Hierarchical Controller

Dinh Binh Khanh

Figure 1: sensors and hierarchical controller for the elbow exosuit. A load cell, monitoring the tension in the suit's tendons, and a flex sensors, recording the joint angle, are used to implement an adaptive hierarchical controller that captures the subjects' intention to move (high-level), compensates for backlash in the transmission (mid-level) and accounts for friction in the Bowden cables (low-level).

While the low profi le, lightweight and compliance of soft wearable devices make them very appealing solutions for assisting human movements on a daily basis, their intrinsic soft nature poses unquestionable control challenges: deformation of the stretchable materials, friction in the Bowden cables and the viscoelastic properties of human soft tissues make a simple feedback control inadequate for achieving a reasonable tracking accuracy. Moreover, understanding the the intentions of the wearer is a key but challenging task.

We propose a hierarchical cascade controller, schematised in Figure 1.b, to achieve accurate and intuitive control of our soft exosuit using only a load cell on the tendons and a flex sensor to measure the elbow joint's position (Figure 1.a). The proposed framework does so using a three-layered architecture: the highest layer decodes the user's intention and tunes the level of assistance accordingly; the middle layer compensated for backlash phenomena deriving from shifts of the fabric and Bowden cables upon the application of forces; the lowest layer accounts for friction in the transmission.

Using the exosuit to lift a 1kg load with the proposed control paradigm (Video 1) results in a 50% reduction in muscular effort of the biceps brachii when compared to a no-suit baseline, while accurately tracking the user's desired trajectory.  

Video 1: testing the elbow exosuit with the adaptive hierarchical controller. Subjects were asked to freely perform flexion/extension movements of the elbow while holding a 1kg weight in their hand. We used Electromyography on their biceps brachii to monitor their muscular effort and a flex sensor, sewn in the fabric, to track their joint's angle.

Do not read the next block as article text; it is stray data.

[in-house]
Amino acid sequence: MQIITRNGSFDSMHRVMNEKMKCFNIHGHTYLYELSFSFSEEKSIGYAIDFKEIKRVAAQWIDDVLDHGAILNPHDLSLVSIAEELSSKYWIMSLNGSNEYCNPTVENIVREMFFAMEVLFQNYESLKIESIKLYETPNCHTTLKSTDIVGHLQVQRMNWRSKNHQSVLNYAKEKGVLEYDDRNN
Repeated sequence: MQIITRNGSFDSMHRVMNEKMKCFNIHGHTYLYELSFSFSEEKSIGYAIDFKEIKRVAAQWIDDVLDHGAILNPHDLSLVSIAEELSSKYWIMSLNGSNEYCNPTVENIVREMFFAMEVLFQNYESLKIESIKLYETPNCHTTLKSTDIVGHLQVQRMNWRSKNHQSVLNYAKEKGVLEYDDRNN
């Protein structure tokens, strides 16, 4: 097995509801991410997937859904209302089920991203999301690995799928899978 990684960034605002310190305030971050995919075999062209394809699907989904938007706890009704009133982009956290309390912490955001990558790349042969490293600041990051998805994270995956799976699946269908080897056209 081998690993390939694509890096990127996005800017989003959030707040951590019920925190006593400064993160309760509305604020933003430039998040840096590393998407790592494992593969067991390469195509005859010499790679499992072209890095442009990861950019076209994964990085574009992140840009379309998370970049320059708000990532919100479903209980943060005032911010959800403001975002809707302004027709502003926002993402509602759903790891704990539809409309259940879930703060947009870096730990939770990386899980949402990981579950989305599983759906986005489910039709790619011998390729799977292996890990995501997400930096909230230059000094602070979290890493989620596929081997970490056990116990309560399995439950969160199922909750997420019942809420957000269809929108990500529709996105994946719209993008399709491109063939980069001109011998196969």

Publications

Binh Khanh Dinh, Michele Xiloyannis, Chris Wilson Antuvan, Leonardo Cappello, and Lorenzo Masia, "Hierarchical Cascade Controller for Assistance Modulation in a Soft Wearable Arm Exoskeleton", Robotics and Automation Letters (RAL), 2017.

Binh Khanh Dinh, Michele Xiloyannis, Chris Wilson Antuvan, Leonardo Cappello, Shih-Cheng Yen and Lorenzo Masia, "Adaptive Backlash Compensation in Upper Limb Soft Wearable Exoskeletons", Robotics and Autonomous Systems (RAS), 2017.

Michele Xiloyannis, Khanh D. Binh, Leonardo Cappello, Chris W. Antuvan and Lorenzo Masia, "​Design guidelines for upper limb soft wearable exosuits", Wearable Technology for Medicine and Healthcare, Elsevier, in press.

Lorenzo Masia, Irfan Hussain, Michele Xiloyannis, Claudio, Pacchierotti, Leonardo Cappello, Monica Malvezzi, Giovanni Spagnoletti, Chris Wilson Antuvan, Dinh Binh Khanh, Maria Pozzi and Domenico Prattichizzo, "Soft Wearable Assistive Robotics: Exosuits and Supernumerary Limbs", Springer, in press.

Binh Khanh Dinh, Michele Xiloyannis, Chris Wilson Antuvan, Leonardo Cappello, and Lorenzo Masia, "Hierarchical Cascade Controller for Assistance Modulation in a Soft Wearable Arm Exoskeleton", International Conference on Robotics and Automation (ICRA), Singapore, 2017.

Binh Khanh Dinh, Leonardo Cappello, Michele Xiloyannis and Lorenzo Masia, "Position Control using Adaptive Backlash Compensation for Bowden Cable Transmission in Soft Wearable Exoskeleton",  IEEE/RSJ International Conference on Intelligent Robots and Systems (IROS), Daejeon, South Korea,  2016.